A bomb exploded in front of the headquarters of Nepal's monopoly oil importer Monday, killing three people and injuring five in the capital's first major attack in four years, police said. The government increased security in response.
Home Minister Bijaya Gachchedar said a little-known group calling itself United Ethnic Liberation Front took responsibility for the bombing. Several ethnic groups from southern Nepal have called for more automony in their regions, and some claim to be armed and threaten violence.
An emergency meeting of the security forces was called and security has been heightened, Gachchedar said.
The Babarmahal district in central Katmandu has a number of government offices and is generally guarded by both police and soldiers and crowded with government workers and visitors. It is also near the fortified Singhadurbar complex housing the prime minister's office and key ministries.
The blast damaged motorcycles and the front gate for the Nepal Oil Corporation, which has been criticized recently for increasing prices of gasoline, diesel and cooking gas.
Two people died at the scene and one succumbed to injuries at the hospital, police officer Devendra Subedi said.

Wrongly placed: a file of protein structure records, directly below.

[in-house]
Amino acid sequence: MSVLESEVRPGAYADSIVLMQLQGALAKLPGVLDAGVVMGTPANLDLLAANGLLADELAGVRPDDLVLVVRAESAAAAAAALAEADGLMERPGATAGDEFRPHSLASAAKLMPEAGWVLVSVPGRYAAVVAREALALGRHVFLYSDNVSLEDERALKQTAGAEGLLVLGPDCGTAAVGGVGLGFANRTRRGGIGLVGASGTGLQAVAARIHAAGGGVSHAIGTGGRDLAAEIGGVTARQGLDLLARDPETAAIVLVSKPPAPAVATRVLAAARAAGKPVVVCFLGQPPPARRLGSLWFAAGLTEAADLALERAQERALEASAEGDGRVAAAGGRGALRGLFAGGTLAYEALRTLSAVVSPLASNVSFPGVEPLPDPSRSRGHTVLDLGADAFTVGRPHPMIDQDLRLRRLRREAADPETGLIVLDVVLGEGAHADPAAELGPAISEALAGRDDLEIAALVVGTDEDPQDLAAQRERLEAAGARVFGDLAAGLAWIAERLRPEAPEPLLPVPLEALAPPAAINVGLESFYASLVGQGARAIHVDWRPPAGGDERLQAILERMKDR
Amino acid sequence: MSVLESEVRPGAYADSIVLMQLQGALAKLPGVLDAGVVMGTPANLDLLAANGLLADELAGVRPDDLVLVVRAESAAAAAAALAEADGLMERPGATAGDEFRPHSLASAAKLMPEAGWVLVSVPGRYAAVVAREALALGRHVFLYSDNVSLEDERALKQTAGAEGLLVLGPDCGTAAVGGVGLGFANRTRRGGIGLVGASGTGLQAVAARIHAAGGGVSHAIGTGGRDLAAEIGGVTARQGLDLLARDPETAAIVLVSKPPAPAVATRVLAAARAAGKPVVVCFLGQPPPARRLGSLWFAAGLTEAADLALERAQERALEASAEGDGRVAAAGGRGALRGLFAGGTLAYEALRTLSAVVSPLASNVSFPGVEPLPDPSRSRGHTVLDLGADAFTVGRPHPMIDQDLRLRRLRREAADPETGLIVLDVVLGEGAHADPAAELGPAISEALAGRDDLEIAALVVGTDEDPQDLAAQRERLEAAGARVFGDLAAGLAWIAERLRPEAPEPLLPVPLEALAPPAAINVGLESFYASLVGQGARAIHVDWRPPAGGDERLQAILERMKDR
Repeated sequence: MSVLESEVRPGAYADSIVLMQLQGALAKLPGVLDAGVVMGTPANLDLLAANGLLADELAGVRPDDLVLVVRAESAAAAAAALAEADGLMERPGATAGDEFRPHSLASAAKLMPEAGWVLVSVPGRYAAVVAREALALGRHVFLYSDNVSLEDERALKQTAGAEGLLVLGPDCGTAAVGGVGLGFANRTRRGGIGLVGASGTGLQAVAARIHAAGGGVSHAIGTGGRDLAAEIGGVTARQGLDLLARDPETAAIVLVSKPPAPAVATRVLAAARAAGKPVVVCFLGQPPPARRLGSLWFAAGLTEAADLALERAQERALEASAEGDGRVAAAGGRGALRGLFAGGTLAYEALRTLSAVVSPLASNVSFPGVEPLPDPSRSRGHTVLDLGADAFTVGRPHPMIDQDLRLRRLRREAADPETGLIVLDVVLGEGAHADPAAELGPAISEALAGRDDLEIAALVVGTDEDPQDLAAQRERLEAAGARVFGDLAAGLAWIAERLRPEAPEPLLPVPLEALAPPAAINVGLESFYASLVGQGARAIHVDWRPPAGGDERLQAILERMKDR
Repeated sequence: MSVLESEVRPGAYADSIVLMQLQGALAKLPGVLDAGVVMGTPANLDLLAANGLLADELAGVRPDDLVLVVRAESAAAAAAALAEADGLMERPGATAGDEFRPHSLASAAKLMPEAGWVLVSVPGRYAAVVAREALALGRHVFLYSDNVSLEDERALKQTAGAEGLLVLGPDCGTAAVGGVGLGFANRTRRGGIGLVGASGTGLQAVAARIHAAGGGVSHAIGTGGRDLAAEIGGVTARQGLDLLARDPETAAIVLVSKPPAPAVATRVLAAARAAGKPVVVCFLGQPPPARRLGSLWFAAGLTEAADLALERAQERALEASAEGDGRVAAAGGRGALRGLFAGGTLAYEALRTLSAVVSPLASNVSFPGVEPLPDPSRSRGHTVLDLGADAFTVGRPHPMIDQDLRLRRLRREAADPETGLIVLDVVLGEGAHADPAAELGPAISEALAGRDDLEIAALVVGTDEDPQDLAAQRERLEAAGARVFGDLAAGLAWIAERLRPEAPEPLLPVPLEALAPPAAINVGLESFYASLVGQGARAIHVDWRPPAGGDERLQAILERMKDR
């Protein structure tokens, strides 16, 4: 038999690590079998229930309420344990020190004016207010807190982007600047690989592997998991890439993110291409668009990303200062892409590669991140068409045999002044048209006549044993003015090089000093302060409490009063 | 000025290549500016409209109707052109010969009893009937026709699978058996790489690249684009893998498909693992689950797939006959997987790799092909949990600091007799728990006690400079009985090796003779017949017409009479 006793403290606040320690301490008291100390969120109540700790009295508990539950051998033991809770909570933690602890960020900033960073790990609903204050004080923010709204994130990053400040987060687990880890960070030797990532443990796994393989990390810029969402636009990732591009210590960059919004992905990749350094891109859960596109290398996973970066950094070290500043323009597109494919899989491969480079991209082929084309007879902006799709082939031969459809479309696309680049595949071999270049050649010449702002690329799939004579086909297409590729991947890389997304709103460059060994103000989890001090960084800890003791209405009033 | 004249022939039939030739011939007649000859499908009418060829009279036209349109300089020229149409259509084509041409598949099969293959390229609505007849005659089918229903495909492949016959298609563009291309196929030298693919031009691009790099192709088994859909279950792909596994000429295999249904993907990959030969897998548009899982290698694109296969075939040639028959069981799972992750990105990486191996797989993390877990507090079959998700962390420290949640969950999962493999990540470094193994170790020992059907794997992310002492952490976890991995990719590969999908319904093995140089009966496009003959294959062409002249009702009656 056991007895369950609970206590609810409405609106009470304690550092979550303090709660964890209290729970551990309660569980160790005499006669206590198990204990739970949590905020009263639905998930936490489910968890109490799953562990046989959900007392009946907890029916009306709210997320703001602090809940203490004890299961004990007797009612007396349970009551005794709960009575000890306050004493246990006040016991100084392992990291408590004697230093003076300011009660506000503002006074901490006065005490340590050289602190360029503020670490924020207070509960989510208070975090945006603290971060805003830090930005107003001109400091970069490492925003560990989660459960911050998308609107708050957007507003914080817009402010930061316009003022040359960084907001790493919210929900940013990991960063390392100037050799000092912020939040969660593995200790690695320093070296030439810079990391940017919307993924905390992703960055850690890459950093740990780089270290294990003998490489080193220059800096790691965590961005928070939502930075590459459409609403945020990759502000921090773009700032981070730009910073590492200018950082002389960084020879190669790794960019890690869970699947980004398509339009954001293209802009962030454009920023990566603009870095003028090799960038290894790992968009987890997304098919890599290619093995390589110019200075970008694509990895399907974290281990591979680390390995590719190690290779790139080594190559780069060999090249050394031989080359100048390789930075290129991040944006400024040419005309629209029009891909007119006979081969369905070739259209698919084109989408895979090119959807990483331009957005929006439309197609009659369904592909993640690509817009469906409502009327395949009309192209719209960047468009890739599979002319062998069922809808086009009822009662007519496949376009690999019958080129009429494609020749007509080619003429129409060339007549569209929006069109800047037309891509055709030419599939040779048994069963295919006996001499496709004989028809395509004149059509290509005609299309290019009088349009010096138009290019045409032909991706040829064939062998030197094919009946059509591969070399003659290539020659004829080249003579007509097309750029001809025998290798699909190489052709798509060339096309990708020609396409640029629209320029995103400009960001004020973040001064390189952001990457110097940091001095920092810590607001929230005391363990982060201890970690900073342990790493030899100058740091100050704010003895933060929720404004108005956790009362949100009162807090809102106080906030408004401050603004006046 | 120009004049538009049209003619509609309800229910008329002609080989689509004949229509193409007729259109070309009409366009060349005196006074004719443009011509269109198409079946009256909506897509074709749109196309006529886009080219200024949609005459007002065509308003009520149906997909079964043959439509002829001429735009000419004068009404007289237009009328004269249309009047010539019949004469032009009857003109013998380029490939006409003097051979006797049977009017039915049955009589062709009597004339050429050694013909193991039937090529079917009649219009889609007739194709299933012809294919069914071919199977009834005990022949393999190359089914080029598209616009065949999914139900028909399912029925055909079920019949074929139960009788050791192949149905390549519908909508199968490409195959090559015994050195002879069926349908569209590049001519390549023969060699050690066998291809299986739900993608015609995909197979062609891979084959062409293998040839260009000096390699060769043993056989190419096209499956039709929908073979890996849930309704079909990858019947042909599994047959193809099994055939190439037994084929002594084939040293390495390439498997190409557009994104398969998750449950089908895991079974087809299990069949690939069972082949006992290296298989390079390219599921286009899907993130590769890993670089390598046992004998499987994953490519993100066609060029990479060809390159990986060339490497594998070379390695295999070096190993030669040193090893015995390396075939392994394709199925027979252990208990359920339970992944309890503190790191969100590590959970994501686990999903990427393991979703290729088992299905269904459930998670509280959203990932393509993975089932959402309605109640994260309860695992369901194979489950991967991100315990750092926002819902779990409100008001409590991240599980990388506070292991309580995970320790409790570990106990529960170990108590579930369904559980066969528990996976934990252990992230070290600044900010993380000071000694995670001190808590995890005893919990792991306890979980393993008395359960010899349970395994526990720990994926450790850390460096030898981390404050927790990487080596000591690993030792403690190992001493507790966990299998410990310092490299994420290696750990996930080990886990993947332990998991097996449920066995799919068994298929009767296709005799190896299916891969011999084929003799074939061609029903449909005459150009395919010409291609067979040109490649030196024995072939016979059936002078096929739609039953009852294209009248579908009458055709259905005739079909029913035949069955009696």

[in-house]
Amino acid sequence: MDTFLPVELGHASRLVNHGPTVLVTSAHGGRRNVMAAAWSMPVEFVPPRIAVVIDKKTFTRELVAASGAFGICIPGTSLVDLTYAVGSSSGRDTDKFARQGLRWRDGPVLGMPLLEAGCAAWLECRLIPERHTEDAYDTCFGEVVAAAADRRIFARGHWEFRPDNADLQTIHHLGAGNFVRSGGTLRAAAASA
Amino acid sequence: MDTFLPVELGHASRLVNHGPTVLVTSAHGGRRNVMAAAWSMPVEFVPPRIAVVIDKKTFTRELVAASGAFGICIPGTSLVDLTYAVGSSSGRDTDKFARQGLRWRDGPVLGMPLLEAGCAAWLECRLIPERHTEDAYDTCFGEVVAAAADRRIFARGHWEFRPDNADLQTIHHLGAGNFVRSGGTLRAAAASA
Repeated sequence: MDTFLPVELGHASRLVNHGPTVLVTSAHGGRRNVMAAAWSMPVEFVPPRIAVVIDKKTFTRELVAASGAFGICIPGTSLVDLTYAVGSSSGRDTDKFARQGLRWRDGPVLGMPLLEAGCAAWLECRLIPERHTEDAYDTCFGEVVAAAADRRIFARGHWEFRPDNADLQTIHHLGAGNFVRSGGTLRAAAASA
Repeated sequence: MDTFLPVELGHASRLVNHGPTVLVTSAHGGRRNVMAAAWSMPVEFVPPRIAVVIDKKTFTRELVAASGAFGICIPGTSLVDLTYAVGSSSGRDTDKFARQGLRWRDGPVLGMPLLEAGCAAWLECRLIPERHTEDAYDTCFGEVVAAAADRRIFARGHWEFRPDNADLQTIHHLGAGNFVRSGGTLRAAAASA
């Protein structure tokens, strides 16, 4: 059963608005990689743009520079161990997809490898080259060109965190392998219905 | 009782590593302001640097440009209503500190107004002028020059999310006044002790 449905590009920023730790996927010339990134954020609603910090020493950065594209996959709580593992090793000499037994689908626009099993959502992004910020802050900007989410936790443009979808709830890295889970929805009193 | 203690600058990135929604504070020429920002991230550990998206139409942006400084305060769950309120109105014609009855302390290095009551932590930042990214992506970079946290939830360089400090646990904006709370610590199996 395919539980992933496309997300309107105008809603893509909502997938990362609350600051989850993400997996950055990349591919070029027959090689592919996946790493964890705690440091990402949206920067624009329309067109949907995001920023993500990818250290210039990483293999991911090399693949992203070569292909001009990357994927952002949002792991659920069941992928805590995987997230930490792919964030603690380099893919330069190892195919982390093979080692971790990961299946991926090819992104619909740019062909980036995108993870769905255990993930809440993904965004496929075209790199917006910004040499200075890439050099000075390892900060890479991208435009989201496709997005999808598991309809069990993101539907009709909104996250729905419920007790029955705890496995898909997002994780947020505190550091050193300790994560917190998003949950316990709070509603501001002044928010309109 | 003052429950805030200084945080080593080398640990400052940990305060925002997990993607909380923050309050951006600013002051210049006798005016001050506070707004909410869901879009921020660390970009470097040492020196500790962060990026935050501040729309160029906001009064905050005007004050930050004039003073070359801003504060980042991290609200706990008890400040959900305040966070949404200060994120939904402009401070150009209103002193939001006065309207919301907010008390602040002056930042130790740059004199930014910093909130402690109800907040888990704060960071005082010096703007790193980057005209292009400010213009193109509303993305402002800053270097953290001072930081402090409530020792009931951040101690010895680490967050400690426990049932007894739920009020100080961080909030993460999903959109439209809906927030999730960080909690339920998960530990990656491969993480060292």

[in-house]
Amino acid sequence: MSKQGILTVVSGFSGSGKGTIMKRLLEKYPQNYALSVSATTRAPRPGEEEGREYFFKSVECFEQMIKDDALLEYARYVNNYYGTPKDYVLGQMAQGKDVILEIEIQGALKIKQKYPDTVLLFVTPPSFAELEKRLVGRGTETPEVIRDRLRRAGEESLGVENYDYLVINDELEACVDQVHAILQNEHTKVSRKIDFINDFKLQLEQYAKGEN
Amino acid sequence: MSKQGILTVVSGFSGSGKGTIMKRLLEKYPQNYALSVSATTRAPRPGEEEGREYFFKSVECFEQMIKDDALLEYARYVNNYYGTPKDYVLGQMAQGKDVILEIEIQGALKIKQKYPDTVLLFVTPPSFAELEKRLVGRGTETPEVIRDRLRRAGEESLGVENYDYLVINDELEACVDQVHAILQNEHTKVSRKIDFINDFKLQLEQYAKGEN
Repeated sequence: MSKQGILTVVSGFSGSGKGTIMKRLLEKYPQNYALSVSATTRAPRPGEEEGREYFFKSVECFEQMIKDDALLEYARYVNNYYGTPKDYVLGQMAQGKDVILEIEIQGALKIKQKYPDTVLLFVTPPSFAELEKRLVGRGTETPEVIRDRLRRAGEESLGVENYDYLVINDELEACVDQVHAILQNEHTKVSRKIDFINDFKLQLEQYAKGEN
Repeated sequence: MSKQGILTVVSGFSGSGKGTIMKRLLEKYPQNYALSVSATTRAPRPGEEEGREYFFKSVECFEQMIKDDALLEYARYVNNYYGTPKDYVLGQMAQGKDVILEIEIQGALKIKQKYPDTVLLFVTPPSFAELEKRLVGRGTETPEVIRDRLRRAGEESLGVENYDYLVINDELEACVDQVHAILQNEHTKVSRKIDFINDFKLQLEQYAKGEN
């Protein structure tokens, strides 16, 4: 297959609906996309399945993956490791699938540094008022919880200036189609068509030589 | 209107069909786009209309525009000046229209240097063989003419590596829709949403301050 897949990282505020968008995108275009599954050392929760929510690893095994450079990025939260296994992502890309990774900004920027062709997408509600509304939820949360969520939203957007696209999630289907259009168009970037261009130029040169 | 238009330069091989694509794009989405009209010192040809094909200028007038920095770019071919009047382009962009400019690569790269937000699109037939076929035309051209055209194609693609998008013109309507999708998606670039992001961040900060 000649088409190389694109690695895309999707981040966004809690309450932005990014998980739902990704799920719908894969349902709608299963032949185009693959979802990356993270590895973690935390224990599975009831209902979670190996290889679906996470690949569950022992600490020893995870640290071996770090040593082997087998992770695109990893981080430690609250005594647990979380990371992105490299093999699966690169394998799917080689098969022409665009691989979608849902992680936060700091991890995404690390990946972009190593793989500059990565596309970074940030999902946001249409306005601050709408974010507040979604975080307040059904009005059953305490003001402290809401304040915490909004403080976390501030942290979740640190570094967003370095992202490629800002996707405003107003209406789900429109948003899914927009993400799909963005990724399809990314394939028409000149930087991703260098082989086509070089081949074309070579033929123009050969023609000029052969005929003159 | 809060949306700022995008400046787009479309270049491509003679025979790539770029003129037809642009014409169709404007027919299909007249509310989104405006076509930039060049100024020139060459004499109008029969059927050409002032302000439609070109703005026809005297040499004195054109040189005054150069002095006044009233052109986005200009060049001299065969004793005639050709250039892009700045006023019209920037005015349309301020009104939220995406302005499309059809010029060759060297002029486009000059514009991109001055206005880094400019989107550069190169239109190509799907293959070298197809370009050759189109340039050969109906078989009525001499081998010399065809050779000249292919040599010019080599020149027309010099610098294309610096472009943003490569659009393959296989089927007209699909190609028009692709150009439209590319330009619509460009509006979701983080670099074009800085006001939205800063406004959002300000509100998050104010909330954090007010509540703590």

Nepal Oil Corporation has the monopoly to import and distribute oil products in Nepal. Fuel shortages have been regular for the past few months. People have been forced to wait for hours for rationed gasoline and diesel for vehicles and or to buy cooking gas in the black market.
Nepal has been trying since 2008 to draft a constitution, but the effort has been stymied by political differences and debate over how much power the federal government should have.
Minority ethnic groups want the document to give more automony to local regions. Last year, police accused minority groups in southern Nepal of detonating bombs while demanding an autonomous region.
The government has held talks with these groups and promised to consider their demands. However, several groups claim to fight for the rights of ethnic populations in southern Nepal.